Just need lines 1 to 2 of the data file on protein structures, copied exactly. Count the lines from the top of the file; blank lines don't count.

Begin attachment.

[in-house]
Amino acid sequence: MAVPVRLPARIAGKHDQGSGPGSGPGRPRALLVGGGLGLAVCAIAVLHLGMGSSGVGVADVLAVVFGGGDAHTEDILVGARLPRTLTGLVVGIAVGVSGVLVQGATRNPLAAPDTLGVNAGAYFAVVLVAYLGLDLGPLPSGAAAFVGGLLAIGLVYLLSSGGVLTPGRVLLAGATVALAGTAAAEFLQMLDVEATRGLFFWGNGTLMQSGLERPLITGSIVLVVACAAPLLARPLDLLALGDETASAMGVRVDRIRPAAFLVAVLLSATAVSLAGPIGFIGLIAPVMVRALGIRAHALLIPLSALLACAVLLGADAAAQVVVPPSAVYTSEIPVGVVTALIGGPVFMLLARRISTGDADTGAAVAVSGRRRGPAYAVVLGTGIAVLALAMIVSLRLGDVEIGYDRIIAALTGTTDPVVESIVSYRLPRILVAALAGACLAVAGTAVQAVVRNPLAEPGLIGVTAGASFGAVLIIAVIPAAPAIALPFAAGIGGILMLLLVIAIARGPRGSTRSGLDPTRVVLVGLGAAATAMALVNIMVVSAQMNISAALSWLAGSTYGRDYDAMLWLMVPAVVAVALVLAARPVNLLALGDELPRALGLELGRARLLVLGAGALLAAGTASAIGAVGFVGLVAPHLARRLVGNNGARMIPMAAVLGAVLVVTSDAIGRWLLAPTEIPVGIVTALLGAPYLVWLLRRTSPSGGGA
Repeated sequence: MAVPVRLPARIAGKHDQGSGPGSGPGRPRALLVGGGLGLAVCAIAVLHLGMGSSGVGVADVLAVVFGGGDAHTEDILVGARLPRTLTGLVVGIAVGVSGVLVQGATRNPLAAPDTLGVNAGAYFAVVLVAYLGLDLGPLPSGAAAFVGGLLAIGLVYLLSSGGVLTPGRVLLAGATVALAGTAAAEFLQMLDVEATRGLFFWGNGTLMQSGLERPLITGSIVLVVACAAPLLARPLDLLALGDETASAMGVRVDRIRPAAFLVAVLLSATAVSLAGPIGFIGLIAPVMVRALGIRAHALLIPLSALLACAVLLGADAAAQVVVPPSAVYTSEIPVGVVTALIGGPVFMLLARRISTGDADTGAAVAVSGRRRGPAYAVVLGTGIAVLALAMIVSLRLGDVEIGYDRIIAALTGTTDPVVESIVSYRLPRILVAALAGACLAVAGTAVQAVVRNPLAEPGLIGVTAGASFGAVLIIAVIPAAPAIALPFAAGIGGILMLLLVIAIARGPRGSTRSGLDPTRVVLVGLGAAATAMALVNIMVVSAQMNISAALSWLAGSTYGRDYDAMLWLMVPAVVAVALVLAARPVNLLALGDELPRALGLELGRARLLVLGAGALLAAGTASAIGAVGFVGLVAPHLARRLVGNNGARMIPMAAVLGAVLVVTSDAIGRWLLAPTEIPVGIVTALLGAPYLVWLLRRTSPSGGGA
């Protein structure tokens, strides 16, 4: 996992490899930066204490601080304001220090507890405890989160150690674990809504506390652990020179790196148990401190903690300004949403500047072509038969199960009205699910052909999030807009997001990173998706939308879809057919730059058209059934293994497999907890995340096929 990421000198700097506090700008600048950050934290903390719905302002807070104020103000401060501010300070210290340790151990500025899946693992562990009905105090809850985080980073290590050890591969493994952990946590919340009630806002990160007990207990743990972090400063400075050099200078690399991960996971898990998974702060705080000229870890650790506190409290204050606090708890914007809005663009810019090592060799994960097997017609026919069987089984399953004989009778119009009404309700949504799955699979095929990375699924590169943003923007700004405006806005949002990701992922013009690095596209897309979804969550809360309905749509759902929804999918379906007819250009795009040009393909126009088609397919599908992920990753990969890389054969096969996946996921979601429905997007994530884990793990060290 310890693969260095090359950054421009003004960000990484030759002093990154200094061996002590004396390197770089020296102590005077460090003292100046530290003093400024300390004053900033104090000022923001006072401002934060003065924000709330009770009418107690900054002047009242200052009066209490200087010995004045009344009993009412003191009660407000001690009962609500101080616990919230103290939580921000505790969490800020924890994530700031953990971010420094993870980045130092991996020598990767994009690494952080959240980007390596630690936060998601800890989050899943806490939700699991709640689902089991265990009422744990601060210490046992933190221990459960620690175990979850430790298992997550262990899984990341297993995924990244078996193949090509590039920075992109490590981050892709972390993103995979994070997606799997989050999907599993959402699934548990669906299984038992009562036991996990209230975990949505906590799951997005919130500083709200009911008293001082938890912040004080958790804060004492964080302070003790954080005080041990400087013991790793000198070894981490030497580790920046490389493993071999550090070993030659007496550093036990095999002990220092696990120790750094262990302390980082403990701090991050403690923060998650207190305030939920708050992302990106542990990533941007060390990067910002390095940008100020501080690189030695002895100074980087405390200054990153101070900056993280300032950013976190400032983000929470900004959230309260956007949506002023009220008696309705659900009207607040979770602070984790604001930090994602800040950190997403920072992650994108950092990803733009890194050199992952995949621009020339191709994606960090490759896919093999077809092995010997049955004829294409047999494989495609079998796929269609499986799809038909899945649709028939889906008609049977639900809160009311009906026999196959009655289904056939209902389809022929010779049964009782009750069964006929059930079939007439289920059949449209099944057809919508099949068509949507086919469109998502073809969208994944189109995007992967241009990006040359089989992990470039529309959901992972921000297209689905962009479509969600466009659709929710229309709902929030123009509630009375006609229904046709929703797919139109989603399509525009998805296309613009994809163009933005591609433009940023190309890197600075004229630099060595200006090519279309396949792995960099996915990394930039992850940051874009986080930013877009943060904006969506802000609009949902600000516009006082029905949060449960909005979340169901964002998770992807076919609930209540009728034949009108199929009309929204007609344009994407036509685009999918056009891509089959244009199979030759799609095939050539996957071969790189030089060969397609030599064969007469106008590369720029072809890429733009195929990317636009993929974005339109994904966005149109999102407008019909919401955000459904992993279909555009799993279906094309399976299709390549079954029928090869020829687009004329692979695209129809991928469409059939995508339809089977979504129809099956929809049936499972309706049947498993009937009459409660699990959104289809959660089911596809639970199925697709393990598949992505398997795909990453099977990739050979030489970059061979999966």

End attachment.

[in-house]
Amino acid sequence: MAVPVRLPARIAGKHDQGSGPGSGPGRPRALLVGGGLGLAVCAIAVLHLGMGSSGVGVADVLAVVFGGGDAHTEDILVGARLPRTLTGLVVGIAVGVSGVLVQGATRNPLAAPDTLGVNAGAYFAVVLVAYLGLDLGPLPSGAAAFVGGLLAIGLVYLLSSGGVLTPGRVLLAGATVALAGTAAAEFLQMLDVEATRGLFFWGNGTLMQSGLERPLITGSIVLVVACAAPLLARPLDLLALGDETASAMGVRVDRIRPAAFLVAVLLSATAVSLAGPIGFIGLIAPVMVRALGIRAHALLIPLSALLACAVLLGADAAAQVVVPPSAVYTSEIPVGVVTALIGGPVFMLLARRISTGDADTGAAVAVSGRRRGPAYAVVLGTGIAVLALAMIVSLRLGDVEIGYDRIIAALTGTTDPVVESIVSYRLPRILVAALAGACLAVAGTAVQAVVRNPLAEPGLIGVTAGASFGAVLIIAVIPAAPAIALPFAAGIGGILMLLLVIAIARGPRGSTRSGLDPTRVVLVGLGAAATAMALVNIMVVSAQMNISAALSWLAGSTYGRDYDAMLWLMVPAVVAVALVLAARPVNLLALGDELPRALGLELGRARLLVLGAGALLAAGTASAIGAVGFVGLVAPHLARRLVGNNGARMIPMAAVLGAVLVVTSDAIGRWLLAPTEIPVGIVTALLGAPYLVWLLRRTSPSGGGA